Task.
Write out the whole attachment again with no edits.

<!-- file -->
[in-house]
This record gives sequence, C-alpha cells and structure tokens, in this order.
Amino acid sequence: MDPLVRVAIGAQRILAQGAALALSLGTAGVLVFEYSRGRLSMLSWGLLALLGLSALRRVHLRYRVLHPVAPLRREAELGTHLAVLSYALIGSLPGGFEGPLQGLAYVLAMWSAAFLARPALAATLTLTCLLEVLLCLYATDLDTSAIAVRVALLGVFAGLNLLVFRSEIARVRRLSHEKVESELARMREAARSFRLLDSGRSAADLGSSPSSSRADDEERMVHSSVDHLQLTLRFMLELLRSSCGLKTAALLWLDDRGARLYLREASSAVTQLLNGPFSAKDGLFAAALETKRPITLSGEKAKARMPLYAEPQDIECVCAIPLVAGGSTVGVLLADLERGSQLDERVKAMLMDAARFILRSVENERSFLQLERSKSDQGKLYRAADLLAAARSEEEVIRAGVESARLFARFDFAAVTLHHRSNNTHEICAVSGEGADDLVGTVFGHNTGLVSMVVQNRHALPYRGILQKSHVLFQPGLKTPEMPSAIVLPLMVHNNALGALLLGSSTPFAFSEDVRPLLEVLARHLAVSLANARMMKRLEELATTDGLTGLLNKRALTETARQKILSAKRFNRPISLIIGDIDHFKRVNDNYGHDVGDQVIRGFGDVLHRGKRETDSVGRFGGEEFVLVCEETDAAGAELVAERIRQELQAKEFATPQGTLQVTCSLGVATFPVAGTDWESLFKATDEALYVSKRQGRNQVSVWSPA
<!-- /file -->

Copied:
[in-house]
This record gives sequence, C-alpha cells and structure tokens, in this order.
Amino acid sequence: MDPLVRVAIGAQRILAQGAALALSLGTAGVLVFEYSRGRLSMLSWGLLALLGLSALRRVHLRYRVLHPVAPLRREAELGTHLAVLSYALIGSLPGGFEGPLQGLAYVLAMWSAAFLARPALAATLTLTCLLEVLLCLYATDLDTSAIAVRVALLGVFAGLNLLVFRSEIARVRRLSHEKVESELARMREAARSFRLLDSGRSAADLGSSPSSSRADDEERMVHSSVDHLQLTLRFMLELLRSSCGLKTAALLWLDDRGARLYLREASSAVTQLLNGPFSAKDGLFAAALETKRPITLSGEKAKARMPLYAEPQDIECVCAIPLVAGGSTVGVLLADLERGSQLDERVKAMLMDAARFILRSVENERSFLQLERSKSDQGKLYRAADLLAAARSEEEVIRAGVESARLFARFDFAAVTLHHRSNNTHEICAVSGEGADDLVGTVFGHNTGLVSMVVQNRHALPYRGILQKSHVLFQPGLKTPEMPSAIVLPLMVHNNALGALLLGSSTPFAFSEDVRPLLEVLARHLAVSLANARMMKRLEELATTDGLTGLLNKRALTETARQKILSAKRFNRPISLIIGDIDHFKRVNDNYGHDVGDQVIRGFGDVLHRGKRETDSVGRFGGEEFVLVCEETDAAGAELVAERIRQELQAKEFATPQGTLQVTCSLGVATFPVAGTDWESLFKATDEALYVSKRQGRNQVSVWSPA